I think it's also important to note that this sexuality-focused display of male queerness as described above is present in the original and current Black Panther comic books, as the illustrations below clearly show.

– Art by Rich Buckler and Glynis Wein; text by Don McGregor (1973)

– Art by Bob Brown; text by Steve Englehart (1973)

– Art by John Romita Jr. (2018)

Queer fan art

Of course, as has been noted previously at The Wild Reed, in the always entertaining world of fan art, many popular superheroes are often depicted as queer, particularly in relation to sex and sexuality.

The image at right by Steven Garcia is one of the more explicit examples of this. Yet regardless of how in-your-face or subtle such depictions may be, they all speak to just how many queer superhero fans there are out there, and how strongly they want to see themselves represented by and within this particular genre.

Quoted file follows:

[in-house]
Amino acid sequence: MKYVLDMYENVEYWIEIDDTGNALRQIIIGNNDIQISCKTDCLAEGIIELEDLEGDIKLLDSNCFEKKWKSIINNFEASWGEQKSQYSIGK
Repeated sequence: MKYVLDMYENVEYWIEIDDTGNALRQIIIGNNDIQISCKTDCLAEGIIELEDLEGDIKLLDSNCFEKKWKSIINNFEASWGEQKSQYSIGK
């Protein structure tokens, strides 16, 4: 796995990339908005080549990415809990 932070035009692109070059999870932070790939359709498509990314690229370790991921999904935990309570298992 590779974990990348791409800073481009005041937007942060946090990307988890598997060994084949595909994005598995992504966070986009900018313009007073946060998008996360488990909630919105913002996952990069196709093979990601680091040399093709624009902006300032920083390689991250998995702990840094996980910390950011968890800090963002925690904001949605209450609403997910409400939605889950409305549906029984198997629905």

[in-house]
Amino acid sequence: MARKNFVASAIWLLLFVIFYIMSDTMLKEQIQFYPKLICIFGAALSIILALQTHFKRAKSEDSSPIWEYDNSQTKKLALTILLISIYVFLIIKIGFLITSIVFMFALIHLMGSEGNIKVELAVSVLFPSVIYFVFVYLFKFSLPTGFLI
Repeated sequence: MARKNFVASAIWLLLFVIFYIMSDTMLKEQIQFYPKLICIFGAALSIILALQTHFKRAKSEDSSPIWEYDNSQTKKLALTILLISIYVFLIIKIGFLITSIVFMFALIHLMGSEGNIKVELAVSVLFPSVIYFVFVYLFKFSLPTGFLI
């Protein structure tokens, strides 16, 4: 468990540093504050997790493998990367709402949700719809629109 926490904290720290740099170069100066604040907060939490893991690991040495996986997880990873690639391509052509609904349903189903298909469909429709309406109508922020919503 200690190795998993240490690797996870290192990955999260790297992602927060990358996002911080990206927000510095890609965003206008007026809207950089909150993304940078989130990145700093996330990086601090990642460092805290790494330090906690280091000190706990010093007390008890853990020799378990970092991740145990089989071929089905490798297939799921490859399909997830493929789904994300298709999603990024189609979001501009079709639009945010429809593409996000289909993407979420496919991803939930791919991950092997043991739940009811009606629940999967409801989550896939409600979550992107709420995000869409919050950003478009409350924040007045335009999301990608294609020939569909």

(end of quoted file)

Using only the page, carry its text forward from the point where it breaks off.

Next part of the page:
A common theme in a lot of "queer fan art" conveys the notion that the fierce tension and antagonism that exists between certain male superheroes is actually a sign of mutual (though repressed) sexual desire. The role of the fan artist, it would seem, is to give these characters an opportunity to let loose with this desire.

In the world of Wakanda, we see this depicted primarily in images showing T'Challa / Black Panther with Erik "Killmonger" Stevens (left, by NightWolf), but also with Bucky Barnes / the Winter Soldier and with M’Baku, leader of Wakanda's Jabari tribe.

Following are a few more examples of fan art that depicts a queer Black Panther. (NOTE: For NSFW depictions of queer Black Panther, see the version of this article posted at The Wild Reed's brother site, The Leveret.)

Above and below: T'Challa / Black Panther and Erik "Killmonger."


– Artist unknown





Above and below: T'Challa / Black Panther and Bucky Barnes / the Winter Soldier.

– Artist unknown


Above: T'Challa / Black Panther (right) and M’Baku, leader of Wakanda's Jabari tribe.